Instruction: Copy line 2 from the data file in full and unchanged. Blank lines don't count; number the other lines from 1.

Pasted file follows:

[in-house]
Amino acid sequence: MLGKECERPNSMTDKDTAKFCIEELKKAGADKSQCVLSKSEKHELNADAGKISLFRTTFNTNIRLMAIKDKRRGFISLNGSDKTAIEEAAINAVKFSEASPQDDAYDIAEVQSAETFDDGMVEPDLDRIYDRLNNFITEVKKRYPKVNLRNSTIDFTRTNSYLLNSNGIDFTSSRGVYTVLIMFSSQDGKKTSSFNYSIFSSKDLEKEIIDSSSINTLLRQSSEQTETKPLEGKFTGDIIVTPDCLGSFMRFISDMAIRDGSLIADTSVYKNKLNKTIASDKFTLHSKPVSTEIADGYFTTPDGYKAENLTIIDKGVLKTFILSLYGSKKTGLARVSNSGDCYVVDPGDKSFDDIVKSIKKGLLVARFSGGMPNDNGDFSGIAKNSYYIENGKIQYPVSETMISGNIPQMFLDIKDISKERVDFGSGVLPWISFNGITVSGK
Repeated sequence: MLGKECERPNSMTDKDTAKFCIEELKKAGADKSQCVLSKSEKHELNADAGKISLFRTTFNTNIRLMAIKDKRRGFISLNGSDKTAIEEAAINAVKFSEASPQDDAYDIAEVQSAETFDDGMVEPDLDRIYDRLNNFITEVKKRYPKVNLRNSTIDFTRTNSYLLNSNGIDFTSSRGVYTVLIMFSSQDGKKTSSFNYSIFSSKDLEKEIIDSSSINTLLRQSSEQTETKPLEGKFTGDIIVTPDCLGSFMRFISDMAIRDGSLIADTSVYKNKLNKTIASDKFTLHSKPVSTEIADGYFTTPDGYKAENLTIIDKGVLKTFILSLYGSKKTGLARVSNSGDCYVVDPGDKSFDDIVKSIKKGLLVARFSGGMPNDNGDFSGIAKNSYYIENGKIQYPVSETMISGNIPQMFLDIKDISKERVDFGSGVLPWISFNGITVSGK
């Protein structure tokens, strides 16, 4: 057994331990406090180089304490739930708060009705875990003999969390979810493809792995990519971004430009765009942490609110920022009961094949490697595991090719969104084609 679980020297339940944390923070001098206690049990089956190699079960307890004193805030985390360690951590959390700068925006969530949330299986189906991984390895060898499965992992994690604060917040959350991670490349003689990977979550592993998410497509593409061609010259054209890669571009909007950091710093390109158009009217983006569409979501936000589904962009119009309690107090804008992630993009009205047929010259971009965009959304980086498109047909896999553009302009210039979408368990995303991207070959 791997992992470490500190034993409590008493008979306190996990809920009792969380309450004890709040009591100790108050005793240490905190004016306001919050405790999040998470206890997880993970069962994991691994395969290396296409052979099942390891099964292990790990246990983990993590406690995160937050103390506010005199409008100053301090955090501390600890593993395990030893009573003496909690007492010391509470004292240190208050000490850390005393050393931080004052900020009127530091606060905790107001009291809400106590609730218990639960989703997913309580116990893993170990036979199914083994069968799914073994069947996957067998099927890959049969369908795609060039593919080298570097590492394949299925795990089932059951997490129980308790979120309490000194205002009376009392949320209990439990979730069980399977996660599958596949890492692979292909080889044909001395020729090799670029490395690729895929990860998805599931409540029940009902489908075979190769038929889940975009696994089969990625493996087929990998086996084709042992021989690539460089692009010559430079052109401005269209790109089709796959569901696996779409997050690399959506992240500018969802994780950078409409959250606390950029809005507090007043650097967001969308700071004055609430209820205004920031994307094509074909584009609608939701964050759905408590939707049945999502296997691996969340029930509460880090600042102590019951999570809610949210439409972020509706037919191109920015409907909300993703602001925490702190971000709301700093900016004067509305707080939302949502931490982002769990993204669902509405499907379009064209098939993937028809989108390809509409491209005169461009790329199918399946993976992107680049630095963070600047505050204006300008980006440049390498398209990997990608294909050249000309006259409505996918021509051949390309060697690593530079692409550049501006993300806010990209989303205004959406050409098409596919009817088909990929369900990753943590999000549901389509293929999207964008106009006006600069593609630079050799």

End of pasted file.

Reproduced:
Amino acid sequence: MLGKECERPNSMTDKDTAKFCIEELKKAGADKSQCVLSKSEKHELNADAGKISLFRTTFNTNIRLMAIKDKRRGFISLNGSDKTAIEEAAINAVKFSEASPQDDAYDIAEVQSAETFDDGMVEPDLDRIYDRLNNFITEVKKRYPKVNLRNSTIDFTRTNSYLLNSNGIDFTSSRGVYTVLIMFSSQDGKKTSSFNYSIFSSKDLEKEIIDSSSINTLLRQSSEQTETKPLEGKFTGDIIVTPDCLGSFMRFISDMAIRDGSLIADTSVYKNKLNKTIASDKFTLHSKPVSTEIADGYFTTPDGYKAENLTIIDKGVLKTFILSLYGSKKTGLARVSNSGDCYVVDPGDKSFDDIVKSIKKGLLVARFSGGMPNDNGDFSGIAKNSYYIENGKIQYPVSETMISGNIPQMFLDIKDISKERVDFGSGVLPWISFNGITVSGK